The term “gaslighting” is so widely used today that most people, aside from classic film buffs, don’t know its origin–most famously from the 1944 movie Gaslight. The story revolves around a woman, played by Ingrid Bergman, whose husband tries to convince her she is going insane by repeatedly dimming the lights, making loud noises and talking to himself in the attic while insisting she is hallucinating.
In the psychological literature and in popular culture, gaslighting describes efforts to manipulate someone’s perception of reality in order to gain control over the person. Successful gaslighters make their victims question their memories and experiences and, in extreme cases, even doubt their sanity.
OCD is a master gaslighter. Sometimes called “the doubting disease,” it manipulates by causing the sufferer to question every action, thought, and recollection. A person who is trapped in an OCD spiral will wonder, “Can I trust I am remembering the situation accurately?” “Did I really lock the door/turn off the stove/unplug the hairdryer?” “Did I ask for consent in that sexual encounter?” “Did I say something offensive?” “Did I cheat on that test?”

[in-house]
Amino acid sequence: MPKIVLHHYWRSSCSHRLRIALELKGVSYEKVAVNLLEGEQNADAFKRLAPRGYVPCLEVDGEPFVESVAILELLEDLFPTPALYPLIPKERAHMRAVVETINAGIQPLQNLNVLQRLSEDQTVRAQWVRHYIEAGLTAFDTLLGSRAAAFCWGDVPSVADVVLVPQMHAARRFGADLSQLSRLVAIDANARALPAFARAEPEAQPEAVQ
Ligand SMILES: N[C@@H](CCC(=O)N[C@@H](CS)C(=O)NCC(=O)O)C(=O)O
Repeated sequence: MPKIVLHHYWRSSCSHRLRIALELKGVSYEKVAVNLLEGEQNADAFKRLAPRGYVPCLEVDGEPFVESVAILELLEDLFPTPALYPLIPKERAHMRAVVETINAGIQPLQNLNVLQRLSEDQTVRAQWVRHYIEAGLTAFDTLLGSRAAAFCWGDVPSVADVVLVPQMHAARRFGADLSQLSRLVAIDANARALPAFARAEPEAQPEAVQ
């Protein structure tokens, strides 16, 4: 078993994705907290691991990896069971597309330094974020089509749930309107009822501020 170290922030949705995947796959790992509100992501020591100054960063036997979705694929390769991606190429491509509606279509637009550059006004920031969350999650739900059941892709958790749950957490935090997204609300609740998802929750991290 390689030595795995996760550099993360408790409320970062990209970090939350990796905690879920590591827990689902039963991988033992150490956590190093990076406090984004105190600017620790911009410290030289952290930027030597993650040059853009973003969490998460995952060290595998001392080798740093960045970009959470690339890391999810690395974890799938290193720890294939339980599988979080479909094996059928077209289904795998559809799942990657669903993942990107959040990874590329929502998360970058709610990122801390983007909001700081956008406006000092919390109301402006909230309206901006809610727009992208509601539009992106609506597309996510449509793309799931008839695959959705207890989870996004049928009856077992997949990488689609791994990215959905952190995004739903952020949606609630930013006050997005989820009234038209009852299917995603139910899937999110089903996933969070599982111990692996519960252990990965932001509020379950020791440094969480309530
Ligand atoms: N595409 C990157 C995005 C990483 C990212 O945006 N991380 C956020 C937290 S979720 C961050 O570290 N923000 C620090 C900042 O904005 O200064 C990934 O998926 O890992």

OCD is a sly, creative, and very destructive manipulator.
People with shaky self-esteem and low confidence may find it especially hard to stand up to gaslighters and assert their own assessment of reality. OCD undermines self-confidence and leads to excessive questioning, which feeds doubt.
In an interview for the podcast The Psychology of, I discuss the traps OCD sets, particularly in relation to moral scrupulosity and doubt, with psychologist Zac Rhodenizer. Check it out to learn more about how to stop OCD from gaslighting you.
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